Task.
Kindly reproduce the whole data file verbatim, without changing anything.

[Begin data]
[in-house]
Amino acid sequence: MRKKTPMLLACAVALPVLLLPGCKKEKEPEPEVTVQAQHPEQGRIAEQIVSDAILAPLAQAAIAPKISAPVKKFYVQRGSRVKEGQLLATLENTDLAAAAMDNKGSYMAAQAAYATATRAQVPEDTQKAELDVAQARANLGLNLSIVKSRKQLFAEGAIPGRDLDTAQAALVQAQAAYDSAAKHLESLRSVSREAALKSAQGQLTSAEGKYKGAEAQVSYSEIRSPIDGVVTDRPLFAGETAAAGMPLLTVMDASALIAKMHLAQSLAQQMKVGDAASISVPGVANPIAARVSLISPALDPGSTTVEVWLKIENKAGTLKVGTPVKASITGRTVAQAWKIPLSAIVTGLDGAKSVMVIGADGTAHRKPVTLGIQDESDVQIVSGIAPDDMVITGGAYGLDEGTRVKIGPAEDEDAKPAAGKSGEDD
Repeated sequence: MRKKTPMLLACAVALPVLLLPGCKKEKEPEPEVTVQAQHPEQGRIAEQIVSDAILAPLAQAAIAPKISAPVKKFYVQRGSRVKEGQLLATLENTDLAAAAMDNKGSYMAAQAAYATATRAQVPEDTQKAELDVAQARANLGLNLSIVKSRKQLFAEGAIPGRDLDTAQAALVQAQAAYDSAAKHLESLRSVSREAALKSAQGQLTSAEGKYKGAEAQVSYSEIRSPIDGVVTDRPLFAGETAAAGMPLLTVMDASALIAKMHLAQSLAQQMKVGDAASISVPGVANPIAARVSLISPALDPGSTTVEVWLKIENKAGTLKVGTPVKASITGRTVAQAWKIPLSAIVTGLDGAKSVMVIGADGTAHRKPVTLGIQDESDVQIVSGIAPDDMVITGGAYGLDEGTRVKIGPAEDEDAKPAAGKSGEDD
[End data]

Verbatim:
[in-house]
Amino acid sequence: MRKKTPMLLACAVALPVLLLPGCKKEKEPEPEVTVQAQHPEQGRIAEQIVSDAILAPLAQAAIAPKISAPVKKFYVQRGSRVKEGQLLATLENTDLAAAAMDNKGSYMAAQAAYATATRAQVPEDTQKAELDVAQARANLGLNLSIVKSRKQLFAEGAIPGRDLDTAQAALVQAQAAYDSAAKHLESLRSVSREAALKSAQGQLTSAEGKYKGAEAQVSYSEIRSPIDGVVTDRPLFAGETAAAGMPLLTVMDASALIAKMHLAQSLAQQMKVGDAASISVPGVANPIAARVSLISPALDPGSTTVEVWLKIENKAGTLKVGTPVKASITGRTVAQAWKIPLSAIVTGLDGAKSVMVIGADGTAHRKPVTLGIQDESDVQIVSGIAPDDMVITGGAYGLDEGTRVKIGPAEDEDAKPAAGKSGEDD
Repeated sequence: MRKKTPMLLACAVALPVLLLPGCKKEKEPEPEVTVQAQHPEQGRIAEQIVSDAILAPLAQAAIAPKISAPVKKFYVQRGSRVKEGQLLATLENTDLAAAAMDNKGSYMAAQAAYATATRAQVPEDTQKAELDVAQARANLGLNLSIVKSRKQLFAEGAIPGRDLDTAQAALVQAQAAYDSAAKHLESLRSVSREAALKSAQGQLTSAEGKYKGAEAQVSYSEIRSPIDGVVTDRPLFAGETAAAGMPLLTVMDASALIAKMHLAQSLAQQMKVGDAASISVPGVANPIAARVSLISPALDPGSTTVEVWLKIENKAGTLKVGTPVKASITGRTVAQAWKIPLSAIVTGLDGAKSVMVIGADGTAHRKPVTLGIQDESDVQIVSGIAPDDMVITGGAYGLDEGTRVKIGPAEDEDAKPAAGKSGEDD